Vladimir Nabokov

NABOKV-L post 0004663, Thu, 6 Jan 2000 12:34:45 -0800

Re: VN and Galsworthy's _FORSYTE Saga_
"Ever since the days when such formidable mediocrities as Galsworthy,
Dreiser, a person named Tagore, another called Maxim Gorky, a third called
Romain Rolland, used to be accepted as geniuses, I have been perplexed and
amused by fabricated notions about so-called 'great books"

I suppose it is hardly worthwhile to dispute the dullness of Galsworthy. I
remember Evelyn Waugh made his rather dim Paul Pennyfeather a devoted
reader of the Saga. Most would agree with this tacit judgement. But I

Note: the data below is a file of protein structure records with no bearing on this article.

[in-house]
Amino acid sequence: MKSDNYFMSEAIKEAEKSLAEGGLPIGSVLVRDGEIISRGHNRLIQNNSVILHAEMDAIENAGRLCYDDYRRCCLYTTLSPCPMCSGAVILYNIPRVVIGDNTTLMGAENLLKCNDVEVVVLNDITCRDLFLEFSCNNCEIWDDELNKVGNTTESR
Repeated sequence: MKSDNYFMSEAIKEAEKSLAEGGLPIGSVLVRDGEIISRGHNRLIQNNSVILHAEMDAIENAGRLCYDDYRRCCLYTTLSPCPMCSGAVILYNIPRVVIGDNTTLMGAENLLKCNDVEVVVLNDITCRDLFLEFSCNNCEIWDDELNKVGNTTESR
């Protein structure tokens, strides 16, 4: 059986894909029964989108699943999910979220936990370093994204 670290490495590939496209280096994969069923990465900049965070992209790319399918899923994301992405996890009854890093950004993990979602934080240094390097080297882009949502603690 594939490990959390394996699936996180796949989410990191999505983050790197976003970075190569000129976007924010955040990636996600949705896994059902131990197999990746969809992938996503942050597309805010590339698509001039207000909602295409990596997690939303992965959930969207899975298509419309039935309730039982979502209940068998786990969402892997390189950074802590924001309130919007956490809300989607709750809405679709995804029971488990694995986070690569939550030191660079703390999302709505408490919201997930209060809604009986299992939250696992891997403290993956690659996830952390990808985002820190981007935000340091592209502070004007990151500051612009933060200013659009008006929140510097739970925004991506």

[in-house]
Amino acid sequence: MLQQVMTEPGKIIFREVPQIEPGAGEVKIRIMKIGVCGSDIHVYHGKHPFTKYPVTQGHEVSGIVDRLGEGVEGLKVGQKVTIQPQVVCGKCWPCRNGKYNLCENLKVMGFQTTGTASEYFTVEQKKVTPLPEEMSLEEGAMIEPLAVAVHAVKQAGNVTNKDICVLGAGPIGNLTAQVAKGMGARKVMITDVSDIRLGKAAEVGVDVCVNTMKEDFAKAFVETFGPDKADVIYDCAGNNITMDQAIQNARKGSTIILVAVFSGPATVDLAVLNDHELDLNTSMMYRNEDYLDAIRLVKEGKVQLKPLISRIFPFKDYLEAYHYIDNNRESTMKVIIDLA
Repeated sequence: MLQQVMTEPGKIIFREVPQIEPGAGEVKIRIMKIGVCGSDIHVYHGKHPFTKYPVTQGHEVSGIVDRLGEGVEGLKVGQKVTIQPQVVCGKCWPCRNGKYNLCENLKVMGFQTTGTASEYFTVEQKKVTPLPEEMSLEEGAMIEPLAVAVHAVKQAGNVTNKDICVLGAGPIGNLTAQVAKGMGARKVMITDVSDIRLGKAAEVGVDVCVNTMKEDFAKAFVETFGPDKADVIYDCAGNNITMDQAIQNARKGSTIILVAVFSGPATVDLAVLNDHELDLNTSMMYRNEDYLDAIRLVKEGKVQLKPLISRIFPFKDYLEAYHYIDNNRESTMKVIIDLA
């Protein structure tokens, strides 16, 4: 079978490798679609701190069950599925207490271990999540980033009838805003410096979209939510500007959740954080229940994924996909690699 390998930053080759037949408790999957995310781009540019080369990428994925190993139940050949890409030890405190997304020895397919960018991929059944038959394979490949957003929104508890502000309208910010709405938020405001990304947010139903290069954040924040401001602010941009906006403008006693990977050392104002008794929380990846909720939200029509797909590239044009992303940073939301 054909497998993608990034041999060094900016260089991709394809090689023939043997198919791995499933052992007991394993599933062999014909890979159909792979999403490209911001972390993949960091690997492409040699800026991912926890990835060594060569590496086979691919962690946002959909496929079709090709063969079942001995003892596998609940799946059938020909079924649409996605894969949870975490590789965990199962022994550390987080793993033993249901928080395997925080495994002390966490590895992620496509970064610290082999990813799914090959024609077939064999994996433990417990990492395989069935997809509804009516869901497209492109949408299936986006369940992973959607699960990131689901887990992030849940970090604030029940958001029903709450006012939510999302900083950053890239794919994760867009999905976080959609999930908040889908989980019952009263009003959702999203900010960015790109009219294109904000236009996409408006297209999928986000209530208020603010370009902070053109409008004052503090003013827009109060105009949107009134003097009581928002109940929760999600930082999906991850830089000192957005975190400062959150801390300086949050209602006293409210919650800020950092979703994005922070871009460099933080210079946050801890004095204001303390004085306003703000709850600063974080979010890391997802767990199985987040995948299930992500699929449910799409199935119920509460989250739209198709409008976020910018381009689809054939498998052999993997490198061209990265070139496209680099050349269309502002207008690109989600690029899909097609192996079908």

wonder sometimes about the awarding of the title 'genius' and its utility.
Certainly it properly belongs to N, as I suspect few list members would
deny. Matthew Arnold says somewhere that scholars are disposed to inflate
the reputations of their authors in proportion to the amount of effort
they have expended on them. I imagine that is how at least some of the
writers N objected to came to acquire their status. But once we stop
trying to decide exactly how far up the slopes of Parnassus to place this
or that author, it becomes much easier to enjoy their books, as I
certainly enjoy a number of works by both Dreiser and Gorky. I'm afraid
there just wouldn't be enough to read if we restricted ourselves to the
books that *did* receive N's imprimatur.

John Richardson, Picasso's biographer, in his recent memoir about himself
and Douglas Cooper (_The Sorcerer's Apprentice_), quotes Braque on Picasso
as follows: "Picasso used to be a great painter. Now he's merely a
genius." Trust an old friend for a truly devastating assessment.


Wayne Daniels